Arizona imposes some of the harshest penalties in the nation on people who are charged with, or convicted of DUI. Aside from huge fines, mandatory jail sentences and counseling classes, a DUI charge will also result in the potential suspension or revocation of your driver's license. There are several types of license suspensions associated with a DUI charge. Moreover, the suspension resulting from a DUI charge or conviction may last between ninety days and three years.
Admin Per Se License Suspensions
In many instances people arrested for DUI will be asked to provide a breath or blood sample to police. If the results of a blood or breath test illustrate an alcohol concentration above .08%, officers will confiscate the individual's drivers license and issue them an Admin Per Se Suspension Notice. This suspension normally begins fifteen days from the date the suspension notice is issued to an arrested person unless a request for a hearing to challenge the suspension is filed. An Admin Per Se suspension will result in a loss of driving privileges that lasts ninety days. However, you may be eligible for a Restricted License (or work permit) under certain conditions. To be eligible for a restricted driver's license, you must not have any prior DUI convictions or Admin Per Se suspension and must also complete alcohol screening with a state licensed counseling agency. If you qualify, a restricted license can be obtained after the first thirty days of a suspension are served. Finally, you must pay a reinstatement fee to fully restore your driving privileges at the end of the Admin Per Se suspension period.
Implied Consent Suspension
Anyone who operates a motor vehicle in Arizona impliedly consents to a test of their blood, breath and/or urine for purposes of determining alcohol concentration or drug content following an arrest for DUI. If you are arrested for DUI and refuse to participate in chemical testing as requested by a police officer, you run the risk of an Implied Consent Suspension. These types of suspensions are very harsh as you driving privileges can be revoked for one year if it is your first offense or up to two years for a second incident where you refused to take a blood, breath or urine test.
Similar to Admin Per Se suspensions, an Implied Consent Suspension becomes effective fifteen days after it is served by an officer unless a request for an Administrative Hearing is filed with the Division of Motor Vehicles. If your license is suspended for one year after you refuse to provide a breath or blood sample, you may qualify for a restricted license. A restricted license can be granted of you have no prior DUI convictions, have completed alcohol screening with a state licensed provider and have placed a certified ignition interlock device on your car. Unfortunately, a restricted license is only granted in Implied Consent matters after the first three months of a suspension are served.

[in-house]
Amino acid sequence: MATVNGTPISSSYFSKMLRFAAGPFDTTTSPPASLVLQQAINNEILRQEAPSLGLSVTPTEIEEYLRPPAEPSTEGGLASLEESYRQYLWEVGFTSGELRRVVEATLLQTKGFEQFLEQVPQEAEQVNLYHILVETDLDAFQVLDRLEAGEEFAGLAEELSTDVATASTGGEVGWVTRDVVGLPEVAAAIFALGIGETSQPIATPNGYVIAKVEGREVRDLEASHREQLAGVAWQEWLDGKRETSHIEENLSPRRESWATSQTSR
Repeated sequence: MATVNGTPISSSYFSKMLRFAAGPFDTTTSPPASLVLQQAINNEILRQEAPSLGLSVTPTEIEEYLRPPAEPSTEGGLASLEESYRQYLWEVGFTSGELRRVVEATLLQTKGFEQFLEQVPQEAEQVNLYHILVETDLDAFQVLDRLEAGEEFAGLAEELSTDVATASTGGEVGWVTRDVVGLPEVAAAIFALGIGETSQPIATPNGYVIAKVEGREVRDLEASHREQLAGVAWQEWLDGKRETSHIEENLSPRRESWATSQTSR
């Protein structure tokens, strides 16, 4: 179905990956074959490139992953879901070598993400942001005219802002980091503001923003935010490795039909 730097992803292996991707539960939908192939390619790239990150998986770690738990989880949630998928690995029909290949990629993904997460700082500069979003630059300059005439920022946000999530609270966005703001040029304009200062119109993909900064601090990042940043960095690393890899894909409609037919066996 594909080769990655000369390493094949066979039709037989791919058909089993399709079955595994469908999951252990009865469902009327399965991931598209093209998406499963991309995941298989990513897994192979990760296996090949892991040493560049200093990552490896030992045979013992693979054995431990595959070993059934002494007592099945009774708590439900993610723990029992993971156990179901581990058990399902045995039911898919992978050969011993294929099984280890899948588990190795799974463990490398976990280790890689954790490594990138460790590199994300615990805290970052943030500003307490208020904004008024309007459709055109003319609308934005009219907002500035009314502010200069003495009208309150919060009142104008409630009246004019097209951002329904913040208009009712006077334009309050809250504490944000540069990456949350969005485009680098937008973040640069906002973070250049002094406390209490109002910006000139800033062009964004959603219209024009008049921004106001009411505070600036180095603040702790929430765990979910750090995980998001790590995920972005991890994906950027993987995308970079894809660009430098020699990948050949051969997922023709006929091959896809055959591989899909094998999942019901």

License Suspensions Caused by a DUI Conviction
A DUI conviction may also result in the suspension or revocation of your driving privileges. The length and type of suspension is dependent upon whether the DUI conviction involves a misdemeanor or felony and whether it's your first offense.
1. Misdemeanor DUI - A first offense, misdemeanor DUI conviction usually results in a suspension of your drivers license for ninety days. However, if you've already served an Admin Per Se suspension from the same offense which results in the conviction, your license will not be re-suspended. You will be eligible for a restricted license provided you complete alcohol screening. You will also be required to put an ignition interlock device on your vehicle for anywhere between one year and eighteen months and can be mandated to obtain SR22 insurance.
2. 2nd Offense Misdemeanor DUI - A second DUI conviction within eighty-four months will result in a one year revocation of your driver's license. You can obtain a restricted license after the first three months of the suspension provided you place an ignition interlock device on your car. To re-instate your driving privileges, you will need to pay a re-instatement fee, obtain SR22 insurance and provide proof of a certified interlock device.
3. Aggravated DUI - An Aggravated DUI or felony DUI charge will cause MVD to revoke your driving privileges for three years. Aggravated DUI's occur when you have been convicted of a DUI while driving on a suspended license, have three DUI convictions within a seven year period, have a child under the age of 15 in the car while impaired by alcohol or drugs or operate a vehicle in the wrong direction on a highway while impaired. If you are convicted of Aggravated DUI, you will be required to submit a license reinstatement packet to the Division of Motor Vehicles to restore your driving privileges.
Call (480) 833-8613 for Immediate Help
As you can see, a DUI charge can result in very harsh penalties, a loss of your drivers license and will affect future career and professional license opportunities. If you are charged with a misdemeanor or felony DUI offense, you should immediately contact an experienced DUI lawyer. Attorney Raymond Kimble is a former police officer, DUI and felony prosecutor and has represented thousands of people charged with DUI in Tempe, Mesa, Gilbert, Scottsdale, Phoenix and other cities throughout Maricopa and Pinal Counties over the last twenty years. Ray Kimble will have a clear understanding of all the circumstances in your case, along with the knowledge, skill and experience to protect your drivers license and achieve the best possible outcome for you..
There are no comments for this post. Be the first and Add your Comment below.
Leave a Comment